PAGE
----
Miss Peregrine’s Home for Peculiar Children by Ransom Riggs, Quirk Books, Philadelphia, 2011, ISBN: 978-1-59474-476-1
Jacob Portman always thought the stories his grandfather told when he was growing up were too strange to be true. Even when his grandfather showed him pictures of the various children he grew up with in an orphanage on Cairnholm Island, he had a hard time believing him. There was the story of the levitating girl. The boy with bees living inside him. The girl with the mouth on the back her head. And monsters. According to Jacob’s grandfather, he spent the majority of World War II fighting monsters. Jacob always figured he was talking about the Nazis until one day when his grandfather is attacked and killed by a creature with razor sharp teeth and tentacles coming out of his mouth. Jacob reaches his grandfather just in time to hear his dying words, “Go to the island. You’ll be safe there.”
When Jacob tries to tell his family what he saw and heard, they all think he’s a little crazy. They send him to a psychiatrist who recommends visiting the island as part of Jacob’s healing process. Once there, Jacob learns that the children his grandfather told him about are very real, and still living in a time loop in September 3, 1940. He meets Miss Peregrine and her orphanage of peculiar children, each with his or her own unique and strange talent. He also meets the strange and horrible hollowgasts, who feed on the peculiar children and want to capture Miss Peregrine to help them with a terrible experiment. Jacob must draw upon his own unique and peculiar strengths in order to save the orphanage and the world from a horrible fate.
Miss Peregrine’s Home For Peculiar Children is a richly imaginative book. Interlaced through the story are a variety of vintage photographs of the peculiar children, which help transport the reader back to the earlier time of the novel and give the story a haunting atmosphere. I assumed the photos had been manipulated to make them so eerie, but the author’s note at the end of the book claims that they are largely unaltered.
Jacob Portman is a spoiled but sympathetic character when we first meet him. After his grandfather dies, Jacob assumes he’s going crazy until he learns the truth about his grandfather’s life. When he realizes he may be responsible for endangering the lives of the orphans, he becomes a stronger, more heroic character, willing to sacrifice himself to help others. An interesting complication that arises over the course of the story is his crush on his grandfather’s former girlfriend (because of the time loop, she hasn’t aged past her teenage years).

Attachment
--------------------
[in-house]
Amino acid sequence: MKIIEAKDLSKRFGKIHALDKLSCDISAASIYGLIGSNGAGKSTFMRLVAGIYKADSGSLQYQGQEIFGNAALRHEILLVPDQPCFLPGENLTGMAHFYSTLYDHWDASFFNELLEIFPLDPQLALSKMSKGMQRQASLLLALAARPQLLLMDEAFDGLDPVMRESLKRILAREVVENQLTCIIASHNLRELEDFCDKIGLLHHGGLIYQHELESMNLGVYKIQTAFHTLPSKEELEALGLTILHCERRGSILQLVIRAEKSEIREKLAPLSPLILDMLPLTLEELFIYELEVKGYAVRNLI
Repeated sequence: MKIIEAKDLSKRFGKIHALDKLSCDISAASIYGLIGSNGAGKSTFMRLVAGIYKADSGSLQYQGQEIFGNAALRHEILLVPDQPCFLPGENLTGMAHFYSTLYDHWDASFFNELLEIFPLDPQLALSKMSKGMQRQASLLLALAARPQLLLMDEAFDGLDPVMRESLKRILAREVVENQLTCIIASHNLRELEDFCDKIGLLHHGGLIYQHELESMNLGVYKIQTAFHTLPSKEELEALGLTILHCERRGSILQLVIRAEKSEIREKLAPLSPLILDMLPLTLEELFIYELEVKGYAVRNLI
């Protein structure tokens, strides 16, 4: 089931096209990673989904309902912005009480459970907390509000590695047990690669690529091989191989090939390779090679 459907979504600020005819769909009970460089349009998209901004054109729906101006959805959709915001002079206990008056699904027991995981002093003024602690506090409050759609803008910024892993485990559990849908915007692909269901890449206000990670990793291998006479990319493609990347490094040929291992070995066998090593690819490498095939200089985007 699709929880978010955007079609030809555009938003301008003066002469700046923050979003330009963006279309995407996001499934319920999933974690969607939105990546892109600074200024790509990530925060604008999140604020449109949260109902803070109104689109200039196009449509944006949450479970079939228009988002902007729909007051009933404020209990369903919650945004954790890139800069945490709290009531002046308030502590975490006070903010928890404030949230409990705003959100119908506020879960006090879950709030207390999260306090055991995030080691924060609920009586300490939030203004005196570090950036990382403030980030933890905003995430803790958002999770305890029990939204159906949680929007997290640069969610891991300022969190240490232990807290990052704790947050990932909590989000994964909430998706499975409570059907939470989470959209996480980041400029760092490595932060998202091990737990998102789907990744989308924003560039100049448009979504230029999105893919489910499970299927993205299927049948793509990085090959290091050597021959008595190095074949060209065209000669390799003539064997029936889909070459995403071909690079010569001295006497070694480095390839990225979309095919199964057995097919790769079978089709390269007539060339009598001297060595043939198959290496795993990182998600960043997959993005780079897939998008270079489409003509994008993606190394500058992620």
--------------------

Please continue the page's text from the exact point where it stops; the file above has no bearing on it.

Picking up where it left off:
Like Harry Potter, Green’s book involves a boy discovering a secret world and learning that he is not as ordinary as he used to believe. Unlike Harry Potter, however, Miss Peregrine’s Home For Peculiar Children, is a darker, more violent story, more appropriate for teens than young children. The photographs of the children and monsters are creepy and the deaths are pretty gruesome. (A ten-year-old reader I know stopped reading the book at night because it made it hard for him to sleep.) For those readers who enjoy Stephen King’s earlier novels, the book is a page-turner.
An invisible boy. A girl who floats. A boy with bees living inside him. What sounds like a circus act are just a few of the children living in Miss Peregrine’s home for peculiar children. When Jacob Portman discovers the orphanage may be in danger from the same monsters that killed his grandfather, he must summon all his courage (and peculiar talents) to rescue the children and possibly save the world from destruction.
Information about the author
From Ransom Rigg’s biography on Amazon.com, we learn that “Ransom Riggs grew up in Florida, where he spent his formative years making silly movies with his friends in their various backyards, snorkeling, and complaining about the heat. He studied English at Kenyon College and film at the University of Southern California. He is married. He has a cat. He lives in Los Angeles. He makes films you can watch on his YouTube page: http://www.youtube.com/ransriggs. He enjoys traveling to exotic lands and complaining about the heat.”
Young Adult Fiction
How do the photographs add our understanding of the characters?
Could you make the same decision Jacob makes at the end of the novel?
Is Jacob and Emma’s relationship healthy?
Reading Level / Interest Age
Grade 9 and up
Some scenes of violence involving monsters may be scary for younger readers. The description is not too graphic and the book was placed on many “Top 10” lists for 2011.
Why did I include this title?
I had seen Miss Peregrine’s Home For Peculiar Children on a lot of “Best of” lists and was interested in checking it out. When I flipped through the book at the bookstore, I was immediately intrigued by the photographs included in the novel and loved how they added to my understanding of the characters and setting.